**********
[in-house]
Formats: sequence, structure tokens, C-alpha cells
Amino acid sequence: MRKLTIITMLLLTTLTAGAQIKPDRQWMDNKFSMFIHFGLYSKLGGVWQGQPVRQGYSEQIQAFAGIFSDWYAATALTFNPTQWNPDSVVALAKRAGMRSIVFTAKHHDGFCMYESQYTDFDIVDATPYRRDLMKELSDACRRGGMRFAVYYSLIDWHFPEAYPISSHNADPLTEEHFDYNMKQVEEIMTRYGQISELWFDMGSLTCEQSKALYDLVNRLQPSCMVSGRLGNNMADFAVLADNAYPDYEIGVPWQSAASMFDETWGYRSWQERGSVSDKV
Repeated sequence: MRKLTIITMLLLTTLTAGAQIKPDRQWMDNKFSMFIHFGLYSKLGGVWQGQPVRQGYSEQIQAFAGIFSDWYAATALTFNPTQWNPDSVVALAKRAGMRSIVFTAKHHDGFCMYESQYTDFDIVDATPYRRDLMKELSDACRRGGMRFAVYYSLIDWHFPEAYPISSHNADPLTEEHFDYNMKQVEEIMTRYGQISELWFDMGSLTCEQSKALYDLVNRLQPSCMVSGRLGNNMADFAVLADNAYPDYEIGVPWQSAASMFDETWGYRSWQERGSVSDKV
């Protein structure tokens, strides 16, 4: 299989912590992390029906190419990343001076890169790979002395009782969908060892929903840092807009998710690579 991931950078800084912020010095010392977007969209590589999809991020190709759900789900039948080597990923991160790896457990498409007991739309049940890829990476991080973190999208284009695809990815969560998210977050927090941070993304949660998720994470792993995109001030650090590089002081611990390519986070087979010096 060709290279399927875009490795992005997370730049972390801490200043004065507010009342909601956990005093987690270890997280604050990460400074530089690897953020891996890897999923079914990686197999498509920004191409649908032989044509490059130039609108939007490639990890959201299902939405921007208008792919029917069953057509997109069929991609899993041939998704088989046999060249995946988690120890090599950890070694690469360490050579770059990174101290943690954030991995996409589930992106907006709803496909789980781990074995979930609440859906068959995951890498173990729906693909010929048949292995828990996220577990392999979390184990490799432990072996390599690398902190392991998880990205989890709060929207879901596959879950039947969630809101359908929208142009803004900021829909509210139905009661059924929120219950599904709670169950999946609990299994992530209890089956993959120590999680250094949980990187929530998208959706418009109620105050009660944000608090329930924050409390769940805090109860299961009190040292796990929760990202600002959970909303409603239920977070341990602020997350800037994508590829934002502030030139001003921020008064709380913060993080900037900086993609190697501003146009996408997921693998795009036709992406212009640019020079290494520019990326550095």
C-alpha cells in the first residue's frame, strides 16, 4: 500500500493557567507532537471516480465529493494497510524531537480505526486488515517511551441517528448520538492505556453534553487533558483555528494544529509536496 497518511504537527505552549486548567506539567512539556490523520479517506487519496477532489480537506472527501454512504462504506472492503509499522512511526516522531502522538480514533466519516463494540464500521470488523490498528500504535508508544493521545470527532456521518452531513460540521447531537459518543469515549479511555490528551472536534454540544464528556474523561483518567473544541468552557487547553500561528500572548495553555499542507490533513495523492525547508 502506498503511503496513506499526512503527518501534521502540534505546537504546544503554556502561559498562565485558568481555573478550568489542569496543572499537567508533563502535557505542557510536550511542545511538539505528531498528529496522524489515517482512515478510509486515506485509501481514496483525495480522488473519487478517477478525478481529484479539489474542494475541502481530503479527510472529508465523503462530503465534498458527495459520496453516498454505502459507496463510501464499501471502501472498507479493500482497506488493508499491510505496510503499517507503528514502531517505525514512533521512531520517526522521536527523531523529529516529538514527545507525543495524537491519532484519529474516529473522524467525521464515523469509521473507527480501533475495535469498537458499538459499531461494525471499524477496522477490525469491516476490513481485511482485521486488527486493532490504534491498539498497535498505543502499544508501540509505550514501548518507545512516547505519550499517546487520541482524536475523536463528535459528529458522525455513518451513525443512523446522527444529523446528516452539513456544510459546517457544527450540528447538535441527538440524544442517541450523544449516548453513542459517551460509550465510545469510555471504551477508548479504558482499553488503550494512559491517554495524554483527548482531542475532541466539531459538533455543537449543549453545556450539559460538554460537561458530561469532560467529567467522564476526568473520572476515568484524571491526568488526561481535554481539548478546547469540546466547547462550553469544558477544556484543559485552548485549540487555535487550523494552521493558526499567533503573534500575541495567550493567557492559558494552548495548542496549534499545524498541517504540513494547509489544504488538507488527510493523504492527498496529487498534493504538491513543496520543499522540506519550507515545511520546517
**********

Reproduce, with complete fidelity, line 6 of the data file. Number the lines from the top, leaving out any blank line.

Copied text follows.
C-alpha cells in the first residue's frame, strides 16, 4: 500500500493557567507532537471516480465529493494497510524531537480505526486488515517511551441517528448520538492505556453534553487533558483555528494544529509536496 497518511504537527505552549486548567506539567512539556490523520479517506487519496477532489480537506472527501454512504462504506472492503509499522512511526516522531502522538480514533466519516463494540464500521470488523490498528500504535508508544493521545470527532456521518452531513460540521447531537459518543469515549479511555490528551472536534454540544464528556474523561483518567473544541468552557487547553500561528500572548495553555499542507490533513495523492525547508 502506498503511503496513506499526512503527518501534521502540534505546537504546544503554556502561559498562565485558568481555573478550568489542569496543572499537567508533563502535557505542557510536550511542545511538539505528531498528529496522524489515517482512515478510509486515506485509501481514496483525495480522488473519487478517477478525478481529484479539489474542494475541502481530503479527510472529508465523503462530503465534498458527495459520496453516498454505502459507496463510501464499501471502501472498507479493500482497506488493508499491510505496510503499517507503528514502531517505525514512533521512531520517526522521536527523531523529529516529538514527545507525543495524537491519532484519529474516529473522524467525521464515523469509521473507527480501533475495535469498537458499538459499531461494525471499524477496522477490525469491516476490513481485511482485521486488527486493532490504534491498539498497535498505543502499544508501540509505550514501548518507545512516547505519550499517546487520541482524536475523536463528535459528529458522525455513518451513525443512523446522527444529523446528516452539513456544510459546517457544527450540528447538535441527538440524544442517541450523544449516548453513542459517551460509550465510545469510555471504551477508548479504558482499553488503550494512559491517554495524554483527548482531542475532541466539531459538533455543537449543549453545556450539559460538554460537561458530561469532560467529567467522564476526568473520572476515568484524571491526568488526561481535554481539548478546547469540546466547547462550553469544558477544556484543559485552548485549540487555535487550523494552521493558526499567533503573534500575541495567550493567557492559558494552548495548542496549534499545524498541517504540513494547509489544504488538507488527510493523504492527498496529487498534493504538491513543496520543499522540506519550507515545511520546517